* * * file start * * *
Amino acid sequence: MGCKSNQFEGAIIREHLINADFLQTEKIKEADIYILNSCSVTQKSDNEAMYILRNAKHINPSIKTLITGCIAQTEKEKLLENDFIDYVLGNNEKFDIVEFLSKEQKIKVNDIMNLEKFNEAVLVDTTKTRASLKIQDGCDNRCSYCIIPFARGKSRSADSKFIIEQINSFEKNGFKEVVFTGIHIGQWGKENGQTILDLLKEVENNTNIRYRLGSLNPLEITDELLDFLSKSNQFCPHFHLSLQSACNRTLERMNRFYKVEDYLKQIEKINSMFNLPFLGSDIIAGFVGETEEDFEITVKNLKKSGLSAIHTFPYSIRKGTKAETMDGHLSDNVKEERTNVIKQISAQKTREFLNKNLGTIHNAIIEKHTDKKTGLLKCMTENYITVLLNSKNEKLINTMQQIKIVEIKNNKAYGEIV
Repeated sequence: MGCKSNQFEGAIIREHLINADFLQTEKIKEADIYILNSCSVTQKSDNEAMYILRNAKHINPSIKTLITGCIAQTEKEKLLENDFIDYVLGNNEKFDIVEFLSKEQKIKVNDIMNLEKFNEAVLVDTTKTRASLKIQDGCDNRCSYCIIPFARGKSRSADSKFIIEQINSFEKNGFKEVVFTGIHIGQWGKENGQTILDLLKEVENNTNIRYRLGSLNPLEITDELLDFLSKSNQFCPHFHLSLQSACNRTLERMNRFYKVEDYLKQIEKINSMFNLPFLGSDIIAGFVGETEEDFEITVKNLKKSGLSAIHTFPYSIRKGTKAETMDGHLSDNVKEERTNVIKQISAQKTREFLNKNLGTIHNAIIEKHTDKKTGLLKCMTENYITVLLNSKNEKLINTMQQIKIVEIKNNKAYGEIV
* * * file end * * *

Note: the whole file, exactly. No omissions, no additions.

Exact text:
Amino acid sequence: MGCKSNQFEGAIIREHLINADFLQTEKIKEADIYILNSCSVTQKSDNEAMYILRNAKHINPSIKTLITGCIAQTEKEKLLENDFIDYVLGNNEKFDIVEFLSKEQKIKVNDIMNLEKFNEAVLVDTTKTRASLKIQDGCDNRCSYCIIPFARGKSRSADSKFIIEQINSFEKNGFKEVVFTGIHIGQWGKENGQTILDLLKEVENNTNIRYRLGSLNPLEITDELLDFLSKSNQFCPHFHLSLQSACNRTLERMNRFYKVEDYLKQIEKINSMFNLPFLGSDIIAGFVGETEEDFEITVKNLKKSGLSAIHTFPYSIRKGTKAETMDGHLSDNVKEERTNVIKQISAQKTREFLNKNLGTIHNAIIEKHTDKKTGLLKCMTENYITVLLNSKNEKLINTMQQIKIVEIKNNKAYGEIV
Repeated sequence: MGCKSNQFEGAIIREHLINADFLQTEKIKEADIYILNSCSVTQKSDNEAMYILRNAKHINPSIKTLITGCIAQTEKEKLLENDFIDYVLGNNEKFDIVEFLSKEQKIKVNDIMNLEKFNEAVLVDTTKTRASLKIQDGCDNRCSYCIIPFARGKSRSADSKFIIEQINSFEKNGFKEVVFTGIHIGQWGKENGQTILDLLKEVENNTNIRYRLGSLNPLEITDELLDFLSKSNQFCPHFHLSLQSACNRTLERMNRFYKVEDYLKQIEKINSMFNLPFLGSDIIAGFVGETEEDFEITVKNLKKSGLSAIHTFPYSIRKGTKAETMDGHLSDNVKEERTNVIKQISAQKTREFLNKNLGTIHNAIIEKHTDKKTGLLKCMTENYITVLLNSKNEKLINTMQQIKIVEIKNNKAYGEIV